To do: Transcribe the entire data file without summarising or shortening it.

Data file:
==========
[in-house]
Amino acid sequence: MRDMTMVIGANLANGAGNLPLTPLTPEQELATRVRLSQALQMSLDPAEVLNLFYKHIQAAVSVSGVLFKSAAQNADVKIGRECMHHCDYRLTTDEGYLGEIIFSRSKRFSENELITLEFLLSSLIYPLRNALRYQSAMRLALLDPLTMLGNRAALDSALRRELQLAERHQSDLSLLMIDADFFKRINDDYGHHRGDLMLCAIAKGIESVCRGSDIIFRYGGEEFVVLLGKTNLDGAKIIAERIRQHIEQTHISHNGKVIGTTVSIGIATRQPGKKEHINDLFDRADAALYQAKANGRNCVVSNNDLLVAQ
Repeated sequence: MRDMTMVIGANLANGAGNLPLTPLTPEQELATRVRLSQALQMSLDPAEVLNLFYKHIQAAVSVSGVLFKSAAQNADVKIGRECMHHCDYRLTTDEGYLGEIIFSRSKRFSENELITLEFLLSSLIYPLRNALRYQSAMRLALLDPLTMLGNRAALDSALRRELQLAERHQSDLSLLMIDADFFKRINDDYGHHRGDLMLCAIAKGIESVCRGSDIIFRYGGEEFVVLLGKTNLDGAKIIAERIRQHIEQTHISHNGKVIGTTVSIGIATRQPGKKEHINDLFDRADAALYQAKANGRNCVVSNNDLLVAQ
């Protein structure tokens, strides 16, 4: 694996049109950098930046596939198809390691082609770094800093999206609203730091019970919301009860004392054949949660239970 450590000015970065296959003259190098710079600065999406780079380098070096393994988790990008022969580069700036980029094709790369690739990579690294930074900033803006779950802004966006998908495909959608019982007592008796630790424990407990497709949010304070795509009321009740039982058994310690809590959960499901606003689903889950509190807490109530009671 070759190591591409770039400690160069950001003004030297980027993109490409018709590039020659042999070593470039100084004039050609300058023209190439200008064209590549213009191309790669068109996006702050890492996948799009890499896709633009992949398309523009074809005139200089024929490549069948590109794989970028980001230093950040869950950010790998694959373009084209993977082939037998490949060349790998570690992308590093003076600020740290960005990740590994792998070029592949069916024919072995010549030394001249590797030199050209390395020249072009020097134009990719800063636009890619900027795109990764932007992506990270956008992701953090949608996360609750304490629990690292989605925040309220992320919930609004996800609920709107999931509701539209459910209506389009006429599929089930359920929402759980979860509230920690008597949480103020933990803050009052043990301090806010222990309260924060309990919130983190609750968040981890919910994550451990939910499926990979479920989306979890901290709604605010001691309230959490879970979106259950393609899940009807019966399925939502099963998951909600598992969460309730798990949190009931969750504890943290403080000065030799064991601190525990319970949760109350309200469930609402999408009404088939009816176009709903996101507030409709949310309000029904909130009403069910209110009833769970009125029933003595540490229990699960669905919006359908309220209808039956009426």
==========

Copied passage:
[in-house]
Amino acid sequence: MRDMTMVIGANLANGAGNLPLTPLTPEQELATRVRLSQALQMSLDPAEVLNLFYKHIQAAVSVSGVLFKSAAQNADVKIGRECMHHCDYRLTTDEGYLGEIIFSRSKRFSENELITLEFLLSSLIYPLRNALRYQSAMRLALLDPLTMLGNRAALDSALRRELQLAERHQSDLSLLMIDADFFKRINDDYGHHRGDLMLCAIAKGIESVCRGSDIIFRYGGEEFVVLLGKTNLDGAKIIAERIRQHIEQTHISHNGKVIGTTVSIGIATRQPGKKEHINDLFDRADAALYQAKANGRNCVVSNNDLLVAQ
Repeated sequence: MRDMTMVIGANLANGAGNLPLTPLTPEQELATRVRLSQALQMSLDPAEVLNLFYKHIQAAVSVSGVLFKSAAQNADVKIGRECMHHCDYRLTTDEGYLGEIIFSRSKRFSENELITLEFLLSSLIYPLRNALRYQSAMRLALLDPLTMLGNRAALDSALRRELQLAERHQSDLSLLMIDADFFKRINDDYGHHRGDLMLCAIAKGIESVCRGSDIIFRYGGEEFVVLLGKTNLDGAKIIAERIRQHIEQTHISHNGKVIGTTVSIGIATRQPGKKEHINDLFDRADAALYQAKANGRNCVVSNNDLLVAQ
């Protein structure tokens, strides 16, 4: 694996049109950098930046596939198809390691082609770094800093999206609203730091019970919301009860004392054949949660239970 450590000015970065296959003259190098710079600065999406780079380098070096393994988790990008022969580069700036980029094709790369690739990579690294930074900033803006779950802004966006998908495909959608019982007592008796630790424990407990497709949010304070795509009321009740039982058994310690809590959960499901606003689903889950509190807490109530009671 070759190591591409770039400690160069950001003004030297980027993109490409018709590039020659042999070593470039100084004039050609300058023209190439200008064209590549213009191309790669068109996006702050890492996948799009890499896709633009992949398309523009074809005139200089024929490549069948590109794989970028980001230093950040869950950010790998694959373009084209993977082939037998490949060349790998570690992308590093003076600020740290960005990740590994792998070029592949069916024919072995010549030394001249590797030199050209390395020249072009020097134009990719800063636009890619900027795109990764932007992506990270956008992701953090949608996360609750304490629990690292989605925040309220992320919930609004996800609920709107999931509701539209459910209506389009006429599929089930359920929402759980979860509230920690008597949480103020933990803050009052043990301090806010222990309260924060309990919130983190609750968040981890919910994550451990939910499926990979479920989306979890901290709604605010001691309230959490879970979106259950393609899940009807019966399925939502099963998951909600598992969460309730798990949190009931969750504890943290403080000065030799064991601190525990319970949760109350309200469930609402999408009404088939009816176009709903996101507030409709949310309000029904909130009403069910209110009833769970009125029933003595540490229990699960669905919006359908309220209808039956009426």